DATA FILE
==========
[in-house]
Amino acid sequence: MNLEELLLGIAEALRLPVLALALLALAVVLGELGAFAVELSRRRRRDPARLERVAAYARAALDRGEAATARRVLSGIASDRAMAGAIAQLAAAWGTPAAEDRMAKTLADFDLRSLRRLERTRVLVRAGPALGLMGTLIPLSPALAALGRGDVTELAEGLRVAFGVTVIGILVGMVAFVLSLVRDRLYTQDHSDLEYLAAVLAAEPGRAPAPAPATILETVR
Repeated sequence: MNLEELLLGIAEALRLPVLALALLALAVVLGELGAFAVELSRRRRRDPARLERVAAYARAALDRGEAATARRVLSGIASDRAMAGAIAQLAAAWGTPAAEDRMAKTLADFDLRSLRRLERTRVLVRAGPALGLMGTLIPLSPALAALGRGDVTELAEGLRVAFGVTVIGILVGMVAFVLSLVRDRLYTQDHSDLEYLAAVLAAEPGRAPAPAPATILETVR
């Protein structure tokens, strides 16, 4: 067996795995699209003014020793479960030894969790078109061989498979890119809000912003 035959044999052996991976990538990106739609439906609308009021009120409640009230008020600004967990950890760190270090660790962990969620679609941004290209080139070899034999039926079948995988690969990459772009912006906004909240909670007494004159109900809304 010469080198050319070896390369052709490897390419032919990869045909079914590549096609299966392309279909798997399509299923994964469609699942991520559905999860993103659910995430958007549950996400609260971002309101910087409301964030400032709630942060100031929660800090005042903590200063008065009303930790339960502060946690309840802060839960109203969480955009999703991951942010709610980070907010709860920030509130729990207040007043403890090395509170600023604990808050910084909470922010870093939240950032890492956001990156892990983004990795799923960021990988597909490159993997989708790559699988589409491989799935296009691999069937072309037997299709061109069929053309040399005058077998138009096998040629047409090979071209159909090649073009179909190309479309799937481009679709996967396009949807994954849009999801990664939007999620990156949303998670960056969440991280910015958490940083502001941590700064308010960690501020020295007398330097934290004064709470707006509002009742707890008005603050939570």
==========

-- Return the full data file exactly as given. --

[in-house]
Amino acid sequence: MNLEELLLGIAEALRLPVLALALLALAVVLGELGAFAVELSRRRRRDPARLERVAAYARAALDRGEAATARRVLSGIASDRAMAGAIAQLAAAWGTPAAEDRMAKTLADFDLRSLRRLERTRVLVRAGPALGLMGTLIPLSPALAALGRGDVTELAEGLRVAFGVTVIGILVGMVAFVLSLVRDRLYTQDHSDLEYLAAVLAAEPGRAPAPAPATILETVR
Repeated sequence: MNLEELLLGIAEALRLPVLALALLALAVVLGELGAFAVELSRRRRRDPARLERVAAYARAALDRGEAATARRVLSGIASDRAMAGAIAQLAAAWGTPAAEDRMAKTLADFDLRSLRRLERTRVLVRAGPALGLMGTLIPLSPALAALGRGDVTELAEGLRVAFGVTVIGILVGMVAFVLSLVRDRLYTQDHSDLEYLAAVLAAEPGRAPAPAPATILETVR
């Protein structure tokens, strides 16, 4: 067996795995699209003014020793479960030894969790078109061989498979890119809000912003 035959044999052996991976990538990106739609439906609308009021009120409640009230008020600004967990950890760190270090660790962990969620679609941004290209080139070899034999039926079948995988690969990459772009912006906004909240909670007494004159109900809304 010469080198050319070896390369052709490897390419032919990869045909079914590549096609299966392309279909798997399509299923994964469609699942991520559905999860993103659910995430958007549950996400609260971002309101910087409301964030400032709630942060100031929660800090005042903590200063008065009303930790339960502060946690309840802060839960109203969480955009999703991951942010709610980070907010709860920030509130729990207040007043403890090395509170600023604990808050910084909470922010870093939240950032890492956001990156892990983004990795799923960021990988597909490159993997989708790559699988589409491989799935296009691999069937072309037997299709061109069929053309040399005058077998138009096998040629047409090979071209159909090649073009179909190309479309799937481009679709996967396009949807994954849009999801990664939007999620990156949303998670960056969440991280910015958490940083502001941590700064308010960690501020020295007398330097934290004064709470707006509002009742707890008005603050939570």